by Frank Schnittger
Mon Jun 27th, 2016 at 12:33:10 AM EST
Not so long ago any article touting the EU as an example of clear leadership would have been heading for the spike anywhere except perhaps on The Onion or the Waterford Whisperer - see current lead on "thousands of British refugees make dangerous journey across the Irish Sea"...
However the Brexit campaign has all the trappings of a train wreck as far as the UK is concerned, and for once the EU is acting quickly, clearly, and with one voice. As Bernard has documented, EU leaders are pressing for a quick resolution. In effect, they are saying that there is only one process, Article 50, by which a member state may leave the EU, and all else is hot air and silly manoeuvring. Without the invocation of article 50, the Brexit referendum was an entirely internal UK affair of no legal consequence within the EU.
The EU is of course an interested observer of the political goings on in member states, and must do contingency planning, but no more than that. The UK could reverse its decision, either by a second referendum or election, or simply by Parliament deciding to ignore the referendum, and it will formally be an internal UK matter. That is why the EU has also rejected overtures from the SNP to begin discussions on Scotland remaining within the EU. It would be the diplomatic equivalent of opening discussions with Catalonia if done before Scotland formally becomes an independent and applicant state.
Of course, in the real world, lots of informal discussions take place in the background all the time. All sorts of understandings and informal agreements may be in the process of being reached. But if the UK thinks it can again game the system and reach some kind of enhanced renegotiated position by threatening to invoke Article 50, it is in for a rude awakening. EU leaders are not buying it any more. You are in or out. You decide.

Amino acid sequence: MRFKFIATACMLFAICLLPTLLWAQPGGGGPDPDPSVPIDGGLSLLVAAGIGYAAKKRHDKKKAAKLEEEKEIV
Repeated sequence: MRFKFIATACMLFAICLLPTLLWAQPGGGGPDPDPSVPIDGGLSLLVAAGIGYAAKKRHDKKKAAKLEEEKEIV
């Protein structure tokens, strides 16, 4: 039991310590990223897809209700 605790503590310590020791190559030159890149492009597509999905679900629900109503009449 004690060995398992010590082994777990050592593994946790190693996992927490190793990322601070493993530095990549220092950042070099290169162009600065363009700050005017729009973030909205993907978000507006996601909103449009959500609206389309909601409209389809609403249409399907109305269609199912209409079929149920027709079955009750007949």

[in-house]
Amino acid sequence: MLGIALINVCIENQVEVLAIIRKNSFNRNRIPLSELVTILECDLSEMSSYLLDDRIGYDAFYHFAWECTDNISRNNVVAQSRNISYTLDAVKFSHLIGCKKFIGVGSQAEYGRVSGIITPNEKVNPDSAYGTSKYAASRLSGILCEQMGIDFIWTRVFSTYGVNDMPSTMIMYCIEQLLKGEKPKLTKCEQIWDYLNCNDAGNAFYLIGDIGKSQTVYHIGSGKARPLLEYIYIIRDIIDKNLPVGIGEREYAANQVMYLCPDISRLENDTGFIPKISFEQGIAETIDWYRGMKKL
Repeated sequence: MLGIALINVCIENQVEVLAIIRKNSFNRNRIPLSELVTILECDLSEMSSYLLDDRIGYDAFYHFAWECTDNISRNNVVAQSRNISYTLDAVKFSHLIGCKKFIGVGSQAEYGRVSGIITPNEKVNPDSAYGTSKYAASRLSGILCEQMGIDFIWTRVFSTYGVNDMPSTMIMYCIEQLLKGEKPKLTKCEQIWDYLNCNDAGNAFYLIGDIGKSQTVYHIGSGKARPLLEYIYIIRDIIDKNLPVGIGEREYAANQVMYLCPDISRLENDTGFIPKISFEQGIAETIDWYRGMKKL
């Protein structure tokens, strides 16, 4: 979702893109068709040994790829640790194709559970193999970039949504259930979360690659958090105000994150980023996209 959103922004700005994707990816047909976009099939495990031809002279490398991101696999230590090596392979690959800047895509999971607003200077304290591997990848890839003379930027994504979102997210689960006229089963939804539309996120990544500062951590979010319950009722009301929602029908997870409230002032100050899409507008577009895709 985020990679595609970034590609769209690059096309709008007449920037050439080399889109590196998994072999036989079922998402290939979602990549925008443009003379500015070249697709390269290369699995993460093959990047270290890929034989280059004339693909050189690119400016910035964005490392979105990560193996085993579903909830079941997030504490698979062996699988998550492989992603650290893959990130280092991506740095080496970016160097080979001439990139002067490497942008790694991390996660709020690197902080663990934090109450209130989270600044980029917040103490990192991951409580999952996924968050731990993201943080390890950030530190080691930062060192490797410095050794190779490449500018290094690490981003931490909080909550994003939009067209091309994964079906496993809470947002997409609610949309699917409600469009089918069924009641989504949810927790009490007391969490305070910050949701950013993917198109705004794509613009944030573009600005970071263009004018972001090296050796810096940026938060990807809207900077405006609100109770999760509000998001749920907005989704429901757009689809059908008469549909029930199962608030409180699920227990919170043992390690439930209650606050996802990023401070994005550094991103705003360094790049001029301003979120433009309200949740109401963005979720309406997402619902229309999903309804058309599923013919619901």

In providing this clear response EU leaders are also providing a clear riposte to the Brexiteers' cant that the EU will only be falling over itself to provide favourable exit terms to the UK because of the UK's importance as an economy and a market in its own right. Some Brexiteers actually argued that the EU needs the UK more than the other way around.
The economic costs of the uncertainty created by the referendum are also overwhelmingly asymmetric in the EU's favour. Very few businesses invest in (say) Portugal in order to gain access to the UK market. It is nearly always the other way around. The Irish Government has already made it very clear that it is ready, willing and able to facilitate any new investment or re-location of UK businesses that require access to the EU market.
The UK gets c. 30 Billion in FDI p.a. to the Irish Republic's 5 Billion, so even if 10% of UK bound FDI decides to hedge its bets and head for the nearest English speaking centre with a proven track record and ready made infrastructure, then that will be a major boost for Ireland even if small in EU and UK terms.